Breastmilk is the ideal first food for your baby. Breastfeeding had been found to help speed recovery after labor for the mom and assists in losing weight gained during pregnancy.
While there are many things moms wish they had known about breastfeeding, one of the most common concerns relates to frustration at not losing all their pregnancy weight. Not eating enough calories is the biggest barrier to weight loss success during breastfeeding. Many times moms incorrectly believe that cutting calories is the key to weight loss after pregnancy. Unfortunately, they forget the human body is designed to protect itself from starvation during times when food isn't readily available. The body burns calories all day long as part of your basal metabolic rate (BMR), because it takes energy (calories) for your body to perform basic physiological functions that are necessary for life—breathing, digesting, circulating, thinking and more. Add to that, normal daily physical activity (bathing, walking, typing and exercising) and you have the energy needs the body requires each day to function normally.
Maternal fat stores serve as a wonderful and constant source of available energy to ensure the body always has the energy it needs to produce milk at the rate and amount a little one requests. The goal in post-pregnancy nutrition is to encourage the body to slightly dip into maternal energy stores each day to meet the increased energy needs. To promote this process, breastfeeding moms should increase their daily calorie intake after delivery by about 500 calories over their pre-pregnancy needs. When you do this, your metabolism can work efficiently and will rely on approximately 250 additional calories each day from the maternal fat stores. This is about the same amount of energy as if you participated in 30 minutes of mild to moderate cardio activity and will ensure a slow, steady weight loss back to your pre-pregnancy weight.
Here are five principles that can help you return to your pre-pregnancy weight after delivery while making sure you are producing adequate milk to meet your little one's needs.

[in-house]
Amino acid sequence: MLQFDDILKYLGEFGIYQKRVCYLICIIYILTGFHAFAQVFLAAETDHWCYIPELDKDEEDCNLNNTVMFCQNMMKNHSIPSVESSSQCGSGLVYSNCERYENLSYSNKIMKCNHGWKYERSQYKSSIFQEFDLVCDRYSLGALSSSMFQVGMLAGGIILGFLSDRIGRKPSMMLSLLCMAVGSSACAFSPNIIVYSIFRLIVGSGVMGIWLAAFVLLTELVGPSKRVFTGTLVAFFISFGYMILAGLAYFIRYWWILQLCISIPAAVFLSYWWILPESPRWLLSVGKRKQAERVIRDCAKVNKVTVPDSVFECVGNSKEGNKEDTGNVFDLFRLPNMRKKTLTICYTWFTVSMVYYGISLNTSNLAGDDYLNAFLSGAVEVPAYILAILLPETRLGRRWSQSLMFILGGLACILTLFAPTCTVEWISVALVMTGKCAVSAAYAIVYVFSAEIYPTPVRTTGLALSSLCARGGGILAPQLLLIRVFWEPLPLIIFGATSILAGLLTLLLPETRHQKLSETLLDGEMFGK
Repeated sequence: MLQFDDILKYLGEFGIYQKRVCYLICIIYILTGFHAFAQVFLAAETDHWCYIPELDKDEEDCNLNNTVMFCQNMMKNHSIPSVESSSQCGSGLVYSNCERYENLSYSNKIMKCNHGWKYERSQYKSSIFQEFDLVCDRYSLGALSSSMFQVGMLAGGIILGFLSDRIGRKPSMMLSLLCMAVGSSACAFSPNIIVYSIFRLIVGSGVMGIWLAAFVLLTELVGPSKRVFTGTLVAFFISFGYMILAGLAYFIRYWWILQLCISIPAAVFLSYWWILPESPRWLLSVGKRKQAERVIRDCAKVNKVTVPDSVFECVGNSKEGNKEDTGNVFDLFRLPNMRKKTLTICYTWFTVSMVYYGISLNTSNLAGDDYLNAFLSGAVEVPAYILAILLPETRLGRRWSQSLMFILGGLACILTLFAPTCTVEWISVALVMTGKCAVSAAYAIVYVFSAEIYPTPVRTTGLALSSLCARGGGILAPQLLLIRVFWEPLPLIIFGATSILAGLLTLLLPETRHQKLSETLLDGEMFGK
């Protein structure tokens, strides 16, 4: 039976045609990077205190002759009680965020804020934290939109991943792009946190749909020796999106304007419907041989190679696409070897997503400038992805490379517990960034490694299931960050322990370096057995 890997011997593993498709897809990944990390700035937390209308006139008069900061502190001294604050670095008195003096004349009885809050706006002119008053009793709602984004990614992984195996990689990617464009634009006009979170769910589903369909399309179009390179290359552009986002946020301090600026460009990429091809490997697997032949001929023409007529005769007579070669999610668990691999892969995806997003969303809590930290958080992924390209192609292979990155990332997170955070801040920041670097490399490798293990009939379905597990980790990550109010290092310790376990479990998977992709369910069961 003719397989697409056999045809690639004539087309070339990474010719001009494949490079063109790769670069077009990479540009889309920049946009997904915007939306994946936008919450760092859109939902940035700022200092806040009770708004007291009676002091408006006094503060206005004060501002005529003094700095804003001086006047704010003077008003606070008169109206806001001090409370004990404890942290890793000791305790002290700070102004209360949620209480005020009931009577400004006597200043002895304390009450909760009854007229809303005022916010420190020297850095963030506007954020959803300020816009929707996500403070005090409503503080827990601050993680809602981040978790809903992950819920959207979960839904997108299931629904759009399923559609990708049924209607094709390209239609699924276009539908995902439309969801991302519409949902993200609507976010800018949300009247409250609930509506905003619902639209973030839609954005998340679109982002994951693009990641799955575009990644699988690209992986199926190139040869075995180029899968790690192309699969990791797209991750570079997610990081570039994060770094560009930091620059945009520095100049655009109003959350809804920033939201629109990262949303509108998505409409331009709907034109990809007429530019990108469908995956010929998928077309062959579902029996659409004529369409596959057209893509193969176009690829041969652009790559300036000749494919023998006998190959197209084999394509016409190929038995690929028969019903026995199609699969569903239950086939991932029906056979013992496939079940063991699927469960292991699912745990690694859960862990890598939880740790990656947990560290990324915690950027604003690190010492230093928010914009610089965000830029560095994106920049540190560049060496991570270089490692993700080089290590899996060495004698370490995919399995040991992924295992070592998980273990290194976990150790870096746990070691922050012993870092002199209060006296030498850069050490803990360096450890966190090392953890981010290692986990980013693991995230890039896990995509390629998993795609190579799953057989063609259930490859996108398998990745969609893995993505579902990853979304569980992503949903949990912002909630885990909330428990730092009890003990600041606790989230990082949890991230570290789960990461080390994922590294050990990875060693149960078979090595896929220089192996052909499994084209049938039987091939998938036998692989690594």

It is important to remember that the goal is to lose the weight gained during pregnancy. If you want to drop below your pre-pregnancy weight, realize that your body may or may not cooperate. If weight loss was difficult before pregnancy, more than likely, you will have trouble both losing additional weight and providing an increasing milk supply as baby grows and demands more. Instead of focusing on losing more weight, consider your return to a pre-pregnancy weight a great success and focus on strength training to increase muscle strength and definition. The added muscle will also help boost your metabolism.
- Eat balanced meals and snacks every few hours. Newborns generally eat every few hours, which means your body is using energy to produce milk that often too. Keeping the body supplied with energy and nutrients helps ensure that it never perceives it is "starving" and can continually burn maternal fat stores.
- Drink plenty of water. Breastmilk is 50% water, and water is also an important part of the metabolic process. A good rule of thumb is to drink at least eight ounces of water or another healthy beverage after every nursing session around the clock. If you are exercising or it is extremely hot, more will likely be needed to maintain proper hydration levels.
- Hunger cues are the way the body communicates its need for more energy. Do not ignore hunger cues or delay responding, even if you only ate a short time before. Since the body will burn carbohydrates quickly, make sure you also have protein or a serving of healthy fats with your carbohydrates to keep you satisfied.
- Remember that you gained weight slowly and you should lose weight slowly. Don't try to do anything drastic to lose weight faster. Instead, work on establishing healthy eating and fitness habits that will allow you to maintain a healthy rate of weight loss without dieting or feeling hungry or deprived.
- If you are exercising, have a physically demanding or active job, or spend much of your day running around after other children and caring for your home, you may need even more calories than you think. Most times, hunger will help guide your intake to meet these increased needs as you work or care for your family. As long as you are listening to your hunger cues and eating enough to satisfy those cues, you should be meeting your body's needs. If you are not seeing slow, steady weight loss and you are eating more than you did during pregnancy but are also exercising and active, try adding several hundred more nutrient-rich calories for a couple weeks and see how your body responds. We know it seems backwards but with breastfeeding many times, more is less in that more calories consumed means less maternal fat stores needed.
You can learn more about getting back to your pre-pregnancy weight while breastfeeding at Babyfit.com.
Did you have trouble losing pregnancy weight? Was not eating enough a contributing factor?